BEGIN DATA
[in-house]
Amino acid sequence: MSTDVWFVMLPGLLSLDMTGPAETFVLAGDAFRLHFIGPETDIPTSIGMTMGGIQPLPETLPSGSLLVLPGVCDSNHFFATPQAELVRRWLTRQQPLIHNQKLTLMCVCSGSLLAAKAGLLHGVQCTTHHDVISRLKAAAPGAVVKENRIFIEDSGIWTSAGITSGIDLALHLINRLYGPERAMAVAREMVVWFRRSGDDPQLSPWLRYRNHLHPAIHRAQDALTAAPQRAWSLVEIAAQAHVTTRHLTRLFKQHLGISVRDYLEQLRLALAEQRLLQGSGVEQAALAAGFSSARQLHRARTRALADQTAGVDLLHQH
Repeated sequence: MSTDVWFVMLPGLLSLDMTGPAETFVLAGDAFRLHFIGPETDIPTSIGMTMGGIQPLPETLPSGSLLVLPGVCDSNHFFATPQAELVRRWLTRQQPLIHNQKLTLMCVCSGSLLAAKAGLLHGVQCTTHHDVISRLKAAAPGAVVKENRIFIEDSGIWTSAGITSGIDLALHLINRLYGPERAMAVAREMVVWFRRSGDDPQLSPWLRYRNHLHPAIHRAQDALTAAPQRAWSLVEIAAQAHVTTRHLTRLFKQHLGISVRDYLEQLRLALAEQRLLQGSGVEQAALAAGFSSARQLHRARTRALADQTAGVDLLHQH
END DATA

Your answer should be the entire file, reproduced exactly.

[in-house]
Amino acid sequence: MSTDVWFVMLPGLLSLDMTGPAETFVLAGDAFRLHFIGPETDIPTSIGMTMGGIQPLPETLPSGSLLVLPGVCDSNHFFATPQAELVRRWLTRQQPLIHNQKLTLMCVCSGSLLAAKAGLLHGVQCTTHHDVISRLKAAAPGAVVKENRIFIEDSGIWTSAGITSGIDLALHLINRLYGPERAMAVAREMVVWFRRSGDDPQLSPWLRYRNHLHPAIHRAQDALTAAPQRAWSLVEIAAQAHVTTRHLTRLFKQHLGISVRDYLEQLRLALAEQRLLQGSGVEQAALAAGFSSARQLHRARTRALADQTAGVDLLHQH
Repeated sequence: MSTDVWFVMLPGLLSLDMTGPAETFVLAGDAFRLHFIGPETDIPTSIGMTMGGIQPLPETLPSGSLLVLPGVCDSNHFFATPQAELVRRWLTRQQPLIHNQKLTLMCVCSGSLLAAKAGLLHGVQCTTHHDVISRLKAAAPGAVVKENRIFIEDSGIWTSAGITSGIDLALHLINRLYGPERAMAVAREMVVWFRRSGDDPQLSPWLRYRNHLHPAIHRAQDALTAAPQRAWSLVEIAAQAHVTTRHLTRLFKQHLGISVRDYLEQLRLALAEQRLLQGSGVEQAALAAGFSSARQLHRARTRALADQTAGVDLLHQH